September 9, 2021
Dear Tulane Community:
When we wrote on Aug. 30 to inform you that the university was planning to return to in-person classes on Oct. 11, we also held out the hope that this return could occur sooner if the city’s electrical power and essential services were restored earlier than expected. Today, we are pleased to announce that this hope has been fulfilled.
At the time we wrote our first reopening message, just one day after the storm, it was unclear how long the city would be without power, with estimates up to several weeks. Now Entergy power has returned to much of New Orleans and surrounding communities. According to our Cox representative, internet service is expected to be fully restored to Orleans Parish no later than the end of this week or early next week. Our campuses are now fully powered and are currently being assessed and repaired for our safe return. Gasoline stations, restaurants, groceries, pharmacies and other vital businesses are reopening while area universities and grade schools are planning to restart in-person education as early as next week.
With a large and diverse national and international student body and faculty, we cannot pivot and return as quickly as some local universities and schools. However, our campuses and city will have been restored to the point that we can resume in-person classes Sept. 27, two weeks earlier than we had previously announced. Our schedule for return will be as follows:
All classes will remain canceled until Sept. 13.
All classes will be held online from Sept. 13 through Sept. 22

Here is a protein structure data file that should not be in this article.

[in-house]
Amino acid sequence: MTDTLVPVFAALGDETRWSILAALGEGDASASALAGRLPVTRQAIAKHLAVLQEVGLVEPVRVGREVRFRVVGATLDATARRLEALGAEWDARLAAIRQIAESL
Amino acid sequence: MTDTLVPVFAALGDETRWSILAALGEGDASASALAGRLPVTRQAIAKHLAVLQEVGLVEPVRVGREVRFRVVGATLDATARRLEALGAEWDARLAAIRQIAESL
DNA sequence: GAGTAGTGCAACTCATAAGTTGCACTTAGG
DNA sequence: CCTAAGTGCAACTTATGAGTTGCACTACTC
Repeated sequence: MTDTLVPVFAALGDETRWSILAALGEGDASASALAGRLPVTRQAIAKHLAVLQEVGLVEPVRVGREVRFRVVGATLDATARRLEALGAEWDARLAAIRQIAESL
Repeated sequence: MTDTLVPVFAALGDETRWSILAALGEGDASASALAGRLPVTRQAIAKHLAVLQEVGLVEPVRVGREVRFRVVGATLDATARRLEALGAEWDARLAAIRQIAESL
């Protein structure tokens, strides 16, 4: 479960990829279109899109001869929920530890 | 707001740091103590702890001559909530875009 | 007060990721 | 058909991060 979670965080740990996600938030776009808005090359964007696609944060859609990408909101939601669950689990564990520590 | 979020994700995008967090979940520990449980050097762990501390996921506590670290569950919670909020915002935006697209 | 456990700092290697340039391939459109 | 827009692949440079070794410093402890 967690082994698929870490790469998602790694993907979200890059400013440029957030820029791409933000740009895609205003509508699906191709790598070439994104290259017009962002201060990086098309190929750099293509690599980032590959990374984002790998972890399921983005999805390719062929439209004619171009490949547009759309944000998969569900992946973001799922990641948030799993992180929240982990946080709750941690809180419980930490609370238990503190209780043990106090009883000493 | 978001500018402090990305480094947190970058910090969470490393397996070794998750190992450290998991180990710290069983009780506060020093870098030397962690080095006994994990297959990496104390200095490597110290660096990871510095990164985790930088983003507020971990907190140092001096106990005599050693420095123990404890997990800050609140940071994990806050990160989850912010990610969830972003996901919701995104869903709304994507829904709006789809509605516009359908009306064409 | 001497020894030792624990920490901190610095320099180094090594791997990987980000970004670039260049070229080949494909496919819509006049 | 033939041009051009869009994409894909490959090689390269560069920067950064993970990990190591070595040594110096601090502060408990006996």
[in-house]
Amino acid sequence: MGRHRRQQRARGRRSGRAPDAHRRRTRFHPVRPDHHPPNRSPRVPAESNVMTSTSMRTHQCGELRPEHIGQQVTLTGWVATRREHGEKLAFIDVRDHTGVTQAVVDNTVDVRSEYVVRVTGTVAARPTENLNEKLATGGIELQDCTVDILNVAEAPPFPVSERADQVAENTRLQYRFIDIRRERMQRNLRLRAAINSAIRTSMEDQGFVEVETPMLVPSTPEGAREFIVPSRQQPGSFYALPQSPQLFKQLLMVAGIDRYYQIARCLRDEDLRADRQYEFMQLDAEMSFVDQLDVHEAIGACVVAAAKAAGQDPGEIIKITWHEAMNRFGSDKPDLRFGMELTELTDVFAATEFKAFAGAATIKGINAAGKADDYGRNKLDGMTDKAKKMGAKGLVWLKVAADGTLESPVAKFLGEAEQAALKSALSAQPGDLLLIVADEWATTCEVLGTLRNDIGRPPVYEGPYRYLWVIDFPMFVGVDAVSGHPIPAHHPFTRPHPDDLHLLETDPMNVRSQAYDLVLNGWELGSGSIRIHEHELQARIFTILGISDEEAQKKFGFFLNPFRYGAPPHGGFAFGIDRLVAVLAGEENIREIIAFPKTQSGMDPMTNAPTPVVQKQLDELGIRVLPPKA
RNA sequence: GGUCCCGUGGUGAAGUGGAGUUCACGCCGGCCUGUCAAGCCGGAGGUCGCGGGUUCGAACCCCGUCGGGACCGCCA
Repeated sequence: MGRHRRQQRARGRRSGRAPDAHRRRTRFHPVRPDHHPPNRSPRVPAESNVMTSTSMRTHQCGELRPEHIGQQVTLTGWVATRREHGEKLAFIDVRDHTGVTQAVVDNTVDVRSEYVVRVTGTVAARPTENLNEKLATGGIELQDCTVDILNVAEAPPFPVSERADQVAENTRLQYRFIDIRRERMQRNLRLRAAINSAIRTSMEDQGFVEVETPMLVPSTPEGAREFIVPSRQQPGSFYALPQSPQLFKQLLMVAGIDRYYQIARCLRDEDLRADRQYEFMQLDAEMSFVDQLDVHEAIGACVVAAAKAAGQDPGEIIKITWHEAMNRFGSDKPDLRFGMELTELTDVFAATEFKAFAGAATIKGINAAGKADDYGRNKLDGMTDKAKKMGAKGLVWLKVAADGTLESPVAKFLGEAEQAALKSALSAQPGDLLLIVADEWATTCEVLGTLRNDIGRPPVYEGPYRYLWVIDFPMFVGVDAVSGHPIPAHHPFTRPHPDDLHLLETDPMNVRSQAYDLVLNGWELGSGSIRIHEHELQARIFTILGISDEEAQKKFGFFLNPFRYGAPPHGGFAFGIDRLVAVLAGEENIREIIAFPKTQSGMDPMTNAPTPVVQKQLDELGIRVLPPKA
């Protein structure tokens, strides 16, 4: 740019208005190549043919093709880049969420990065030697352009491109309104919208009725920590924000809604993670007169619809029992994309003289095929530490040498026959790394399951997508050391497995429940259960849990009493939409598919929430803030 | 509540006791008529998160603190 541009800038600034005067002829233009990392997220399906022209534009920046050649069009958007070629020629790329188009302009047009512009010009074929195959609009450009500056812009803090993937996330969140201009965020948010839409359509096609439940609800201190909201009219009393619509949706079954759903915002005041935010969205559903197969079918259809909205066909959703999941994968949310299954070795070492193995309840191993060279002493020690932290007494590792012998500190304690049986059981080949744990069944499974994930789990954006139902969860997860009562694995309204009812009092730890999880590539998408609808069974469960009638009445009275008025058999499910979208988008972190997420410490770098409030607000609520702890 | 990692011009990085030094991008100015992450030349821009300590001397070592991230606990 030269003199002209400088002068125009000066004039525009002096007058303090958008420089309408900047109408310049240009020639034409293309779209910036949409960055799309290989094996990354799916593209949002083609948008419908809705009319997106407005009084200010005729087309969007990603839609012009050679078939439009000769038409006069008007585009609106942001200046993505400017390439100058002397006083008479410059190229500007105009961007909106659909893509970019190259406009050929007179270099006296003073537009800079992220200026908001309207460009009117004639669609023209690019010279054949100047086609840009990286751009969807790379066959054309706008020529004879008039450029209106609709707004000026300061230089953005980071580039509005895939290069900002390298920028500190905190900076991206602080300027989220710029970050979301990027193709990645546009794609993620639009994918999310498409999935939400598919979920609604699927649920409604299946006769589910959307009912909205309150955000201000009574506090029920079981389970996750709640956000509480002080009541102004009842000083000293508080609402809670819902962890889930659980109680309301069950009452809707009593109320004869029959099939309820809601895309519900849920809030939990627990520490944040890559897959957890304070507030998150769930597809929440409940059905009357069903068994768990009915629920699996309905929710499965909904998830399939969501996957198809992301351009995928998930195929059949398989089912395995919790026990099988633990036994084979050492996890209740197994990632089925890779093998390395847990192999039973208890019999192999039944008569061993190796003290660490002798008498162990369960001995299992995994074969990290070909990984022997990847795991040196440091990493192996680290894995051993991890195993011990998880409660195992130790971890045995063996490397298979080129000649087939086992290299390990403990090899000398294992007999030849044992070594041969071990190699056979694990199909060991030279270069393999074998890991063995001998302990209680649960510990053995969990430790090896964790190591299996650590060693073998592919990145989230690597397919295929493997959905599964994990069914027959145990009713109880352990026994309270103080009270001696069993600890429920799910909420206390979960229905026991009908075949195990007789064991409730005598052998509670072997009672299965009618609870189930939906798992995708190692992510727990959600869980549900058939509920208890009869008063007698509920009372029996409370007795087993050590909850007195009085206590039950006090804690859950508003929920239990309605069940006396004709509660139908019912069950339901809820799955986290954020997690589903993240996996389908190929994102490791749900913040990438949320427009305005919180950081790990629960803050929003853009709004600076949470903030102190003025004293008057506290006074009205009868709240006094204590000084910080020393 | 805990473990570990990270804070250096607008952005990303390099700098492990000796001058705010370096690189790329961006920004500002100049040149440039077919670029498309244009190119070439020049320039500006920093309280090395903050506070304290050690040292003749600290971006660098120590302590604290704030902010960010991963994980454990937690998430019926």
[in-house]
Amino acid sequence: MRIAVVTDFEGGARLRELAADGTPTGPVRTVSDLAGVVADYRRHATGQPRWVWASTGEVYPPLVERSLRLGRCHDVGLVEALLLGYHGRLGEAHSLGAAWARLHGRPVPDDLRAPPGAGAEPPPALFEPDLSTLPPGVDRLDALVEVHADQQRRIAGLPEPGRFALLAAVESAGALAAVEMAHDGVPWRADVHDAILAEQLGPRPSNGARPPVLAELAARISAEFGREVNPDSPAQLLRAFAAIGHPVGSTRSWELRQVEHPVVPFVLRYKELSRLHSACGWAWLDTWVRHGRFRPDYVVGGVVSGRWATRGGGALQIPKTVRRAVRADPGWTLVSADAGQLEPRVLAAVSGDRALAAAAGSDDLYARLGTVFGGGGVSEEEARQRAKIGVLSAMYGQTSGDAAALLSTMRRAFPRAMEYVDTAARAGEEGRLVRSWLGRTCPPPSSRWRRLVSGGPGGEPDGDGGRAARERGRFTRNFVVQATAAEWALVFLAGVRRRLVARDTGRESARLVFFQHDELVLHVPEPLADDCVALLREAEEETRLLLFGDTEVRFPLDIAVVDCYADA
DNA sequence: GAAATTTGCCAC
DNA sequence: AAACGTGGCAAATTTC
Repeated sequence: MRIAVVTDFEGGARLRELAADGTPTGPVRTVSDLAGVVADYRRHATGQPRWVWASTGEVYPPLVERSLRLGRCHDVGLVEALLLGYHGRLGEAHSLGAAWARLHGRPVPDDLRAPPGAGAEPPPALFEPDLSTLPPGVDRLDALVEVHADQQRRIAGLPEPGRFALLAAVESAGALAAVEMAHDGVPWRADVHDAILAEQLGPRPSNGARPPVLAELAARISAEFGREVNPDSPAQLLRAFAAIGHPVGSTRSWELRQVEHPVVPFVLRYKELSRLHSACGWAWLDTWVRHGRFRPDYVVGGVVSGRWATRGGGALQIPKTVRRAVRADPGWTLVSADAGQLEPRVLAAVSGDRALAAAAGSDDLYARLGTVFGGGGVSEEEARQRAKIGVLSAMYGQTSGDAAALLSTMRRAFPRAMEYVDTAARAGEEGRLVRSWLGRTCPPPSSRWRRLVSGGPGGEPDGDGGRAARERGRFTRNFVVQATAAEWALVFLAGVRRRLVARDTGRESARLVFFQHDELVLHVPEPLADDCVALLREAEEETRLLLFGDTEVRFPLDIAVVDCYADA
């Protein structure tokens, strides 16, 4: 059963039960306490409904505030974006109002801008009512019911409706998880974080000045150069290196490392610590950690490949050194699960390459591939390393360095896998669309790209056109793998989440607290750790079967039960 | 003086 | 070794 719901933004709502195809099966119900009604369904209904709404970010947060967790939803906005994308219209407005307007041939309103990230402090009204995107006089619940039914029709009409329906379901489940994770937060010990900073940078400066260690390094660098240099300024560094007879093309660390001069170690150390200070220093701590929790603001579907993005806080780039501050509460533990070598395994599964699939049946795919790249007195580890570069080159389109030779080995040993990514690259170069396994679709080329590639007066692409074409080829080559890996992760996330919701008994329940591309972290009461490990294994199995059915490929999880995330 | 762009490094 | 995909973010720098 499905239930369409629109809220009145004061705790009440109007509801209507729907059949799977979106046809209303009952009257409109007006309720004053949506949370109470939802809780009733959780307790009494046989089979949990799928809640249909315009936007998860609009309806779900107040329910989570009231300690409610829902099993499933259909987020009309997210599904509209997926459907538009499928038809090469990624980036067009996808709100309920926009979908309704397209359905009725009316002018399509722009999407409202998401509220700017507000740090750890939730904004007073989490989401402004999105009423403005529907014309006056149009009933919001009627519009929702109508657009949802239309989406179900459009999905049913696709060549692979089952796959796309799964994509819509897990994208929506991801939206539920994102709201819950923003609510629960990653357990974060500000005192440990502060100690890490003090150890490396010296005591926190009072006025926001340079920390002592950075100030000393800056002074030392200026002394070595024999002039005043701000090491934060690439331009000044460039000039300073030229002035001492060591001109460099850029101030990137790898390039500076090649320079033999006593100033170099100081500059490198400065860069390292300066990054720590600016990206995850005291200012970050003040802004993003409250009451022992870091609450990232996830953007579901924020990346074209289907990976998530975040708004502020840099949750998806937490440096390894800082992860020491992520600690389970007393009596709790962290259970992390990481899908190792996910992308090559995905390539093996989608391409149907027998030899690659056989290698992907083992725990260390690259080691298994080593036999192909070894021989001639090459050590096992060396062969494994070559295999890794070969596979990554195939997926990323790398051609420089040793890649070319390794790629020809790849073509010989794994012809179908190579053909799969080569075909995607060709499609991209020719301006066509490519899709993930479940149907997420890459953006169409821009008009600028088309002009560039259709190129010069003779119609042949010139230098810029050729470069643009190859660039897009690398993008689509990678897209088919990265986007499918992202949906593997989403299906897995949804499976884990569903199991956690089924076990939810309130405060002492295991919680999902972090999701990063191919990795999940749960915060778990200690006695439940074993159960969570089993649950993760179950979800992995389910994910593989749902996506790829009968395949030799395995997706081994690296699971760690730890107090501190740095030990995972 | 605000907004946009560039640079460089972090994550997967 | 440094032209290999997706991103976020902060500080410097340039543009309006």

Downtown campuses will re-open Sept. 13. Supervisors will communicate with downtown staff on whether they need to return to on-site work before Sept. 20. Supervisors will be flexible with staff who have storm-related issues that prevent them from returning to on-site work on or before Sept. 20.
TNPRC laboratories will re-open Sept. 13. TNPRC supervisors will communicate with their staff on whether they need to return to on-site work before Sept. 20. Supervisors will be flexible with staff who have storm-related issues that prevent them from returning to on-site work on or before Sept. 20.
Uptown staff will return to on-site work on Sept. 20. Supervisors will be flexible with staff who have storm-related issues that prevent them from returning to on-site work on Sept. 20.
Fall break will be rescheduled for Sept. 23-26
Uptown faculty and staff will be able to eat for free at The Commons during the week of Sept. 20, prior to the return of students. A food truck with free food will also be available for downtown faculty and staff during the same time period.
Our campus will be fully open and operational and we will resume in-person education on Sept. 27. For more details on the fall academic calendar see this recent message. Some degree programs in medicine and law have different calendars, so please consult your school for further guidance.
Students who live on campus should plan to return to campus between Friday, Sept. 24 and Sunday, Sept. 26. All on-campus students will receive more detailed information regarding the return to campus from Housing & Residence Life via their Tulane e-mail address soon.
We know that the news that we are shortening the time away from our campus from six to four weeks will be welcomed by the overwhelming number of students, faculty and staff who have expressed a strong desire to return as soon as possible. Please know that, as we write this, there are hundreds of Tulane staff and professional contractors working around the clock, going room by room, building by building to assess, repair and remediate any campus damages.